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Last updated on April 18, 2014 at 21:21 EDT

Lewis and Clark National Forest

Lewis and Clark National Forest is a United States national forest that is located in western-central areas of Montana. This forest holds 1,863,788 acres of land that is dived into two districts known as the Jefferson Division, which holds eastern areas of the forest and allows farm and timber leases, and the western Rocky Mountain Division, which focuses on the conservation of many designated wilderness areas. This forest was established in 1897 as the Lewis and Clarke Forest Reserve. The Flathead Forest Reserve was added to this forest in 1903, after which the name was changed to its current spelling of Lewis and Clark. The area became a national forest in 1906 and more lands were added to it in later years. Lewis and Clark National Forest offers many activities to visitors including fishing, hiking, camping, and skiing.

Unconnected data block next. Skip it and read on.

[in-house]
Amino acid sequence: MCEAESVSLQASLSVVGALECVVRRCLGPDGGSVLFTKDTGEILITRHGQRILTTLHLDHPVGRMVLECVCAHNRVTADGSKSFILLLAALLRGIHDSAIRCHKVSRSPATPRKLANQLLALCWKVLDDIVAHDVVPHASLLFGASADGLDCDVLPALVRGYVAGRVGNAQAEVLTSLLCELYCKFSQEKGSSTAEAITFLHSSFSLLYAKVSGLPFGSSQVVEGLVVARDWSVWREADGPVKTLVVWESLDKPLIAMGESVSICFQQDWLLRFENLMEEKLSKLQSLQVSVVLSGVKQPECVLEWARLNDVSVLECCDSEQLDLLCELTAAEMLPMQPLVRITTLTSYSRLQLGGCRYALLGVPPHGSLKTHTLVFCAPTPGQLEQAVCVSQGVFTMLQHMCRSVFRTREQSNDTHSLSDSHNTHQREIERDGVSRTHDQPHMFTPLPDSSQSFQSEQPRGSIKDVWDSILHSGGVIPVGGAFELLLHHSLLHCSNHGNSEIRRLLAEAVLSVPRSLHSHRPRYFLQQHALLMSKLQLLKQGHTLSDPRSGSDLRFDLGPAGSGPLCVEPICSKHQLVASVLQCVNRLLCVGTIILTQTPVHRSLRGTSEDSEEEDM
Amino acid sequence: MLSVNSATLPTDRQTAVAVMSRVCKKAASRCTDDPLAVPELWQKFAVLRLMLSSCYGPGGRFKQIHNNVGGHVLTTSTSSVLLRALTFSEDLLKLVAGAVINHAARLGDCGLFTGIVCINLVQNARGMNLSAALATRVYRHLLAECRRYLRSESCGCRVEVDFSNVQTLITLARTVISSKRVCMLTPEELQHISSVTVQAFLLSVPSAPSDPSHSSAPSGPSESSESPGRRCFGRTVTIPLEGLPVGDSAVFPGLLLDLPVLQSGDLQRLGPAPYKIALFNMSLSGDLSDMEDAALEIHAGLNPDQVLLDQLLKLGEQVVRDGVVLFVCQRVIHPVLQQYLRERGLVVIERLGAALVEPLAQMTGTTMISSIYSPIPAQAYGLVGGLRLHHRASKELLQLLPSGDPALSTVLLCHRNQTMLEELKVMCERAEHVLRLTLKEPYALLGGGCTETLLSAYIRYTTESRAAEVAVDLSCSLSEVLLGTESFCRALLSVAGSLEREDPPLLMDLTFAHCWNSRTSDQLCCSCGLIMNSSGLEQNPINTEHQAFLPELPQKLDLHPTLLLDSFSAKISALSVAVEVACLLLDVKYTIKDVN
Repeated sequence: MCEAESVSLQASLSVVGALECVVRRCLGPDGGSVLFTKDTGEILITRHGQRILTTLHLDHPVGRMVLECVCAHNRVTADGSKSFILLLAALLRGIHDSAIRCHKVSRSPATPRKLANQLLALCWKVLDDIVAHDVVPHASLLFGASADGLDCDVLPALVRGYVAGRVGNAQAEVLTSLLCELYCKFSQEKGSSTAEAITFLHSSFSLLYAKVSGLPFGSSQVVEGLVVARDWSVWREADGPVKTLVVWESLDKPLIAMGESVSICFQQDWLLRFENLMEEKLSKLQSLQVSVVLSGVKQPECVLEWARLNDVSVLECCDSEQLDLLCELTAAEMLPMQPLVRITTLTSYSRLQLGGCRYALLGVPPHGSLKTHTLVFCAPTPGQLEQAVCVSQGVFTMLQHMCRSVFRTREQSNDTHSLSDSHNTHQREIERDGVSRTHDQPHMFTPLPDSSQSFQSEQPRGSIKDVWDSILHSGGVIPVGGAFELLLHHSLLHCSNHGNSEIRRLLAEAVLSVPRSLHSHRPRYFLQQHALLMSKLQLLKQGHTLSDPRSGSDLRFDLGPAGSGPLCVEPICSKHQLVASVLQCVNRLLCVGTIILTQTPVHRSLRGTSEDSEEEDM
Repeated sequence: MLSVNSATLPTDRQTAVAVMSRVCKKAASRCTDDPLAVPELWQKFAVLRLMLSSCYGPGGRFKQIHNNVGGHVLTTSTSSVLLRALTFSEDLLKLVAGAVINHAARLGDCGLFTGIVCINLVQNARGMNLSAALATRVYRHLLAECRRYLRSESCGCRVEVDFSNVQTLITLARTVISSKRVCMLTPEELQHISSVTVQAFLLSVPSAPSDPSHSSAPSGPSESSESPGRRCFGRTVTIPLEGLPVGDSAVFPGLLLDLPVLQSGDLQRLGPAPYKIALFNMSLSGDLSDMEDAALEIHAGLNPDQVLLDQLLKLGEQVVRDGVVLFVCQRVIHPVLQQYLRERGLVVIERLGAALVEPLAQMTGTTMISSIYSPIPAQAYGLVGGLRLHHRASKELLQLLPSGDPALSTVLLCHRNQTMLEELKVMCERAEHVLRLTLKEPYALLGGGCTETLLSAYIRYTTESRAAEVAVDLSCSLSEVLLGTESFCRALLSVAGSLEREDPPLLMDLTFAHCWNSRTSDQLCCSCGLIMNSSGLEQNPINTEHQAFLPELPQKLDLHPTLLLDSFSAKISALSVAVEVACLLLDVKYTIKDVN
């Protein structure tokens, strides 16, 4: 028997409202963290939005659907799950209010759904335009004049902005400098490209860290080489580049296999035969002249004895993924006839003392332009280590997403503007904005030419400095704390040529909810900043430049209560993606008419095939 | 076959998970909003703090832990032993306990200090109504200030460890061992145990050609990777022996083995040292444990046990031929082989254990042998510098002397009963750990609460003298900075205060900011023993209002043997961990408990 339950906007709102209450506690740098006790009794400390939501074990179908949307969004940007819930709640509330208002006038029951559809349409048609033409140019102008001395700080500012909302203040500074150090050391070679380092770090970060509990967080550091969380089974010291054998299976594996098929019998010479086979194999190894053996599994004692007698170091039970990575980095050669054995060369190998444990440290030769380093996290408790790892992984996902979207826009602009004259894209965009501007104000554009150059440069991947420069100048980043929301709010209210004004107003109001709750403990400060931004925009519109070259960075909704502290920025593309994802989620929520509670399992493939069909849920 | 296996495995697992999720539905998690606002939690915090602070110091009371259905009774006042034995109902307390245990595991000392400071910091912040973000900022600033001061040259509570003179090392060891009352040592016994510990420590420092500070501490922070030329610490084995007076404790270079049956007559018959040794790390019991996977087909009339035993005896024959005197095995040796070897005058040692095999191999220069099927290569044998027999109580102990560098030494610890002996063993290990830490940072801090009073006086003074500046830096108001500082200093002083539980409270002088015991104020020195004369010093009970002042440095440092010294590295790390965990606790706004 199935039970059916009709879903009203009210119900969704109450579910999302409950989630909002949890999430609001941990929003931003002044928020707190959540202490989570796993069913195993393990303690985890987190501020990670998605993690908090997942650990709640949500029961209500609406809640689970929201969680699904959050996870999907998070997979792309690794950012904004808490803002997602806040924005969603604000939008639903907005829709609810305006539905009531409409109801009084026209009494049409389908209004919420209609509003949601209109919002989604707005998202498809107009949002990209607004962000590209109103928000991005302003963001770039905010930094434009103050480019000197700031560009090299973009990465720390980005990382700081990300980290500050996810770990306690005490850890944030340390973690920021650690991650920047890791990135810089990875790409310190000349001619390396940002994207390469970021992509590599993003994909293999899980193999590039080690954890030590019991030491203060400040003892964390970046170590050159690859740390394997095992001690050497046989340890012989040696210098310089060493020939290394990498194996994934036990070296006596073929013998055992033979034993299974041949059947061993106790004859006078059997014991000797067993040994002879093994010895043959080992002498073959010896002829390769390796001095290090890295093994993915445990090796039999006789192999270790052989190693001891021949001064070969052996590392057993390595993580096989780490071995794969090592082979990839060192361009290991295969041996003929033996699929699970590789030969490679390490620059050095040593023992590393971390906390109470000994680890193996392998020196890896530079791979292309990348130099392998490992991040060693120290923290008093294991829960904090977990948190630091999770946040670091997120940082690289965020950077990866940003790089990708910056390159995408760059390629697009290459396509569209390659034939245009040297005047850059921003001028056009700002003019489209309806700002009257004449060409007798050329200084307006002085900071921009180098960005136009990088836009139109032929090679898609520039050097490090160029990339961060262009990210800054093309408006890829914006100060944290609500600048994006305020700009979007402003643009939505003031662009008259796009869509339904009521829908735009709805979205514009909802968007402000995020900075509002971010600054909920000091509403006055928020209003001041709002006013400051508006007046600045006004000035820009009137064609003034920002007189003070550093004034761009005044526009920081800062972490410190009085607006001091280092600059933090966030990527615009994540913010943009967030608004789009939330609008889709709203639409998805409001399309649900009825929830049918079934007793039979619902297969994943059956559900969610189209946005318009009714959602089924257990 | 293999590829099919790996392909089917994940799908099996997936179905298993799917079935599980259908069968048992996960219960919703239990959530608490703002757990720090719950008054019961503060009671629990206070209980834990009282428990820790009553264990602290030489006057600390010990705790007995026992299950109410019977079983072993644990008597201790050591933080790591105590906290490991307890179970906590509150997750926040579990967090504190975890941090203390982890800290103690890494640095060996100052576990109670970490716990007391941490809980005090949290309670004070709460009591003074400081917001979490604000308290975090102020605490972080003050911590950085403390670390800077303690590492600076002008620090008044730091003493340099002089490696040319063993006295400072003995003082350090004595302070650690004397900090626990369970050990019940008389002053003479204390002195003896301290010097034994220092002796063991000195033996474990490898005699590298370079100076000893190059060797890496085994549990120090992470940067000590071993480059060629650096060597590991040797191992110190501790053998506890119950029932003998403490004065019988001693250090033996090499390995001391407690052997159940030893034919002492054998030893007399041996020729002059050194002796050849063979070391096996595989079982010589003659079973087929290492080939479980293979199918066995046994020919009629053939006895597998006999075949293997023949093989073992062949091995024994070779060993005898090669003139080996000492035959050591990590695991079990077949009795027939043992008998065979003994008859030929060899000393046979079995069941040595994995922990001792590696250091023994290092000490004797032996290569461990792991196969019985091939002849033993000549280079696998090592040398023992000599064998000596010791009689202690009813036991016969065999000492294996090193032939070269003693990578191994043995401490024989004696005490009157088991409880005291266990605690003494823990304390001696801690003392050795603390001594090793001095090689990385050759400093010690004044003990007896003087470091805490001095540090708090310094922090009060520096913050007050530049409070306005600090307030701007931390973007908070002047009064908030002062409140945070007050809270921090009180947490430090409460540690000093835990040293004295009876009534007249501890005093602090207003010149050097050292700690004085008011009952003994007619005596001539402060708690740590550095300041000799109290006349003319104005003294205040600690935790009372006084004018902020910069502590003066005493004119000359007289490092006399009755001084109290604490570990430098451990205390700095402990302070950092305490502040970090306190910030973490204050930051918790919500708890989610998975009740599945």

Lewis and Clark National Forest holds elevations that vary between 4,500 feet and 9,362 feet, with the highest point being the Rocky Mountain Peak. Within the two main divisions of the forest there are seven sections, each holding numerous mountains including Big Snowy, Little Belt, and Highwood. The western Rocky Mountain Division holds many species of coniferous trees including pine, spruce, and fir, while the eastern section holds ponderosa pine and other trees that grow in environments that are more arid. The western section contains abundant wildlife, especially in designated wilderness areas, including wolves, black bears, lynx, mountain lions, and bighorn sheep. The population numbers of bald eagles and other endangered birds are growing throughout the forest. Fish species within the forest include northern pike, rainbow trout, and the rare westslope cutthroat trout.

Image Caption: Lewis and Clark National Forest, Montana, U.S. Credit: U.S. Government/Wikipedia

Lewis and Clark National Forest